Comedy is tragedy seen from a distance. So why does Wes Anderson shoot most of his comedies in close-up? Critics have complained that he’s obsessed with style as a director, that there’s no heart to his movies… everything’s arch. But people wouldn’t love movies like Rushmore and The Royal Tenenbaums if they were only window-dressing. It’s true enough that Anderson has an eye for composition, but it’s the heart of his movies that draws people in. The Darjeeling Limited is beautiful to look at, full of wit and wry, subtle humour, but again (and, as always) you’ll fall for it because it’s a funny/sad movie. Adjectives, like tragedy, come closer when Wes Anderson is in the director’s chair.
Darjeeling is about three brothers: Jason Schwartzman, Adrian Brody and Luke Wilson. They have lost their father and each is, in his own way, finding it hard to cope. Luke Wilson invites his siblings on a holiday to India, hoping they can re-connect over the course of a long train journey. Wilson (heavily bandaged for most of the movie) has recently been involved in a motorcycle accident; Brody is about to become a father and Schwartzman is being tormented by an ex-girlfriend. India is meant to provide the answers to their woes.
The movie starts with a short film set in a Paris hotel-room. Jason Schwartzman, looking suave, has sex with Natalie Portman. The scene is erotic, if a little detached. Schwartzman, the quintessential Anderson hero, is angry at Portman for leaving him (we’re never told her reasons). She wants a friendship where they can occasionally have sex. He’s still in love. They are both rich, jaded, J.D. Salinger-types who could easily lose our sympathies – yet they don’t. Instead, we feel their need for each other and the great, unbridgeable gap between them. They’re fakes, but they act sincerely.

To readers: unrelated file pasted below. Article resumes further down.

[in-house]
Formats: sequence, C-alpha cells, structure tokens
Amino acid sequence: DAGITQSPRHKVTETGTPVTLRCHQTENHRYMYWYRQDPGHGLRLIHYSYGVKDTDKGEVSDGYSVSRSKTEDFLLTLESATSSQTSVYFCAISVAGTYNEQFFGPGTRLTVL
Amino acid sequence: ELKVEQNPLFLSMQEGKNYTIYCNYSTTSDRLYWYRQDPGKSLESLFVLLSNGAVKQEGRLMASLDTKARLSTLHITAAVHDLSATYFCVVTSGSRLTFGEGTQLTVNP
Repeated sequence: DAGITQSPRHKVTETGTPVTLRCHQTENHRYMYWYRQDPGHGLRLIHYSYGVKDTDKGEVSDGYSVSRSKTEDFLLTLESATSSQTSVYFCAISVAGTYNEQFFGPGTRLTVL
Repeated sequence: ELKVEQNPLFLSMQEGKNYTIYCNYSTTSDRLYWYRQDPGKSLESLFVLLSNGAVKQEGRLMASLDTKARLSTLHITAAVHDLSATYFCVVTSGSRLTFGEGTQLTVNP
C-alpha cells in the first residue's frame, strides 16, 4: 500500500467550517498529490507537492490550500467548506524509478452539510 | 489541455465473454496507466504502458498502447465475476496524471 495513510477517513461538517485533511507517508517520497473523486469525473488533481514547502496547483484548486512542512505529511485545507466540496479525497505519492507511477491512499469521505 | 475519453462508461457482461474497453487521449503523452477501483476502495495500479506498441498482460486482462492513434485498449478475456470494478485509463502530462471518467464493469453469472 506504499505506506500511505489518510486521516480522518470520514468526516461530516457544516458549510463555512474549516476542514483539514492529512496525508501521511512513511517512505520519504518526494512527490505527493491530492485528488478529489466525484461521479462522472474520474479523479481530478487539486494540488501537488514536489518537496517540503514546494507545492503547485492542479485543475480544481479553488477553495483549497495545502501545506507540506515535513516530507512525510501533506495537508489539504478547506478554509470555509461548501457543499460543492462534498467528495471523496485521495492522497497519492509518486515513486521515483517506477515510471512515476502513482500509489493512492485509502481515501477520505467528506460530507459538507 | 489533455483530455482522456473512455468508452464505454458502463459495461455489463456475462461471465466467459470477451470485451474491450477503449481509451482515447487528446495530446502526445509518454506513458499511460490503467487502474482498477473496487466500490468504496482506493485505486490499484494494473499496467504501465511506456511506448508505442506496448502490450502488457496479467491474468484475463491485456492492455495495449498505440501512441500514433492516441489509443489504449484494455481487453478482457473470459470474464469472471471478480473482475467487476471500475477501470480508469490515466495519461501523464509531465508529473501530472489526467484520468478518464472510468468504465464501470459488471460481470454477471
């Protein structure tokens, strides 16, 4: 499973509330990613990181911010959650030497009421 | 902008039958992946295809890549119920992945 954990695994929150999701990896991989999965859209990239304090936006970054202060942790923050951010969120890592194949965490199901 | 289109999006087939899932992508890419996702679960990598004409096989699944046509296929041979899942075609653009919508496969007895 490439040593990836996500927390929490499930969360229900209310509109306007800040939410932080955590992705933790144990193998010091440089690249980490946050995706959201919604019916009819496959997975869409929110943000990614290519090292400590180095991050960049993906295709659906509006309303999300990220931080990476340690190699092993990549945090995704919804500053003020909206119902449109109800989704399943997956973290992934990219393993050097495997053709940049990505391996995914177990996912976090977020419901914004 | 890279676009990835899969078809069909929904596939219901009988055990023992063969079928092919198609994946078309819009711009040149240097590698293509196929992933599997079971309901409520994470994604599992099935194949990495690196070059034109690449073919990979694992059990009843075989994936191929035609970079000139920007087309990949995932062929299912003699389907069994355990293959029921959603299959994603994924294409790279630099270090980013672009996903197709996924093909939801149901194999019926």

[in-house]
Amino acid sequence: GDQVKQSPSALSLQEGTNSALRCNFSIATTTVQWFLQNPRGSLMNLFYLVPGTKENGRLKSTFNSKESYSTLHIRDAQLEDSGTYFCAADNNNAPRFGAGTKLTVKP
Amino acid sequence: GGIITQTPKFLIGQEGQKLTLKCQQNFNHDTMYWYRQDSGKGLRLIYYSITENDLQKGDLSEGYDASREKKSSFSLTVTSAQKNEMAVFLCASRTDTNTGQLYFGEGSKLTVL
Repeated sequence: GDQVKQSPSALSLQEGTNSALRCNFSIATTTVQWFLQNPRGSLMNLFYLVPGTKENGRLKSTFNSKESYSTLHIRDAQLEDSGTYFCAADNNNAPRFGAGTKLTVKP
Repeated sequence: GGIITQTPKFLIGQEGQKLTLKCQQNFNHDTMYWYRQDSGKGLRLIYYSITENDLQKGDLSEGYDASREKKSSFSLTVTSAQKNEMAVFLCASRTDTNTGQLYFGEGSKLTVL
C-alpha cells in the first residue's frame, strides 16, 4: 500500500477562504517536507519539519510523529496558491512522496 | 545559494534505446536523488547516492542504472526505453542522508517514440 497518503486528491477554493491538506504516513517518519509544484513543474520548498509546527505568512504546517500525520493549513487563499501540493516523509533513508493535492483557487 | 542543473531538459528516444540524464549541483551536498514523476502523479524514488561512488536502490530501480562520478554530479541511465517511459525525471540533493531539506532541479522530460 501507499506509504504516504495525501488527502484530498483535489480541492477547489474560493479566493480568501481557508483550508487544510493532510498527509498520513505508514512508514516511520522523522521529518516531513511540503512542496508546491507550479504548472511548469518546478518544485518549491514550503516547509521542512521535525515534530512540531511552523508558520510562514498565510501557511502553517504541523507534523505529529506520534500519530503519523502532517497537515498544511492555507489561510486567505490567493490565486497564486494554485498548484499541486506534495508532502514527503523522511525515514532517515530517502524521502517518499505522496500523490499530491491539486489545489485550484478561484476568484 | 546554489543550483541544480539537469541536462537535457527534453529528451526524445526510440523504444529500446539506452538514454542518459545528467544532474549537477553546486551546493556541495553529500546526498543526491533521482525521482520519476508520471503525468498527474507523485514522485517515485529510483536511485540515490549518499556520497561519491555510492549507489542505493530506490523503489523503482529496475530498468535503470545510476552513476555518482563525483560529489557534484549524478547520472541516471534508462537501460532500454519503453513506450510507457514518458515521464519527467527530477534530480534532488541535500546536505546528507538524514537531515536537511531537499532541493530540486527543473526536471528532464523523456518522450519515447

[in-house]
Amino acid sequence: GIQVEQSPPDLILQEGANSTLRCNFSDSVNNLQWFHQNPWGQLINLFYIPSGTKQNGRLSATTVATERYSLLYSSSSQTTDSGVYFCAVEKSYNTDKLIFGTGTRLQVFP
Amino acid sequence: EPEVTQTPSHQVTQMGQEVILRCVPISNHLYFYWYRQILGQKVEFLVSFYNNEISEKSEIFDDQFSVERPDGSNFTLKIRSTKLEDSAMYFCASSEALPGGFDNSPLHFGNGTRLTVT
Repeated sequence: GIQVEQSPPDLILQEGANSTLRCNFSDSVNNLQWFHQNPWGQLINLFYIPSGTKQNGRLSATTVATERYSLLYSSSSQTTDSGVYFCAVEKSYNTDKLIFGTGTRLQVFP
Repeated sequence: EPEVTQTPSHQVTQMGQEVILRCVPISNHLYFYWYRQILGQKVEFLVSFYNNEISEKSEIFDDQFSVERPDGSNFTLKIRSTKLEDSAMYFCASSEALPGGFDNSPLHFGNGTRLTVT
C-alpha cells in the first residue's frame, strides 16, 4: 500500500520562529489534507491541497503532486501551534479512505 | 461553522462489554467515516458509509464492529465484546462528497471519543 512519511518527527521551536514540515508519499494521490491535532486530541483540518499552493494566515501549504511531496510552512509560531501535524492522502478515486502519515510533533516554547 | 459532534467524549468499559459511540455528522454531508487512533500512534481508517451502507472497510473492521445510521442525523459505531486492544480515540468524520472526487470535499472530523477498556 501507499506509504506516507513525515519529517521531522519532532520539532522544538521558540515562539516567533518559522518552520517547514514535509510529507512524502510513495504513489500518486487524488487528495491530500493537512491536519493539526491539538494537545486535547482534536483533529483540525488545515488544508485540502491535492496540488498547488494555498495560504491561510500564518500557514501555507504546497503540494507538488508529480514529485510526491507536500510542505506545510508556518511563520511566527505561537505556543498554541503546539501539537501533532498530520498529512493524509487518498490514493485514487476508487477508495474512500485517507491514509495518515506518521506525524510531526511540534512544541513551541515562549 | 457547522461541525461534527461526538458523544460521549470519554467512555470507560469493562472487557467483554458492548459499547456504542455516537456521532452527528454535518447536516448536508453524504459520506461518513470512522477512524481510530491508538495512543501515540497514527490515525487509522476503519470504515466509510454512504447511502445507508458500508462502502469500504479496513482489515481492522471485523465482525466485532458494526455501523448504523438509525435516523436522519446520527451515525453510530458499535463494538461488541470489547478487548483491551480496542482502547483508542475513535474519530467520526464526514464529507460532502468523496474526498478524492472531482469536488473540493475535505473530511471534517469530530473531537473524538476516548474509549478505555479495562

Luke Wilson and Adrian Brody are also playing not-quite real people. Even as Wilson describes the motorcycle accident that spurred him to reunite the brothers, he does so so eloquently that his speech sits perched between heartbreak and spoof (not that we don’t feel the heartbreak, but – still). Brody is tetchy and fretful for most of the movie, easily the most circumspect of the three brothers, but still capable of saying and doing unexpected things. He would probably be the only brother you could meet in the real world, but he’s also the man who buys a poisonous snake and takes it on a train.
India, as Darjeeling envisions it, is a place where every Indian speaks with a British accent, and as such is not to be confused with the real India. It’s more a place where Americans can go that isn’t hostile, familiar or part of the United States. It’s there to shelter Brody, Wilson and Schwartzman. Sure, there’s a lot of talk of “spirituality”, in that way that people talk when they aren’t serious about religion, but Anderson doesn’t want to make a movie about the India of ashrams and spiritual awakenings, he just wants to show his characters another way of life, to help them break free of their money-coddled melancholy.
The Darjeeling Limited is about what Rushmore, Tenenbaums and every Wes Anderson movie is about: it’s about family. Anderson doesn’t see family in exactly Waltons-terms, but he does see it as the last best hope for people who might otherwise sever all ties with the world. As thorny and as fractious as familial relations may be, they’re simply so necessary that (in Anderson’s view) to do without is to be done for. His is a cutesy movie-world only on the surface; it’s well-dressed to hide something rather than to cover nothing up. If you’ve ever felt tired of the world, if you’ve ever been lonely… The Darjeeling Limited doesn’t for one moment seem false – it’s just a funny way of telling a sad, sad story.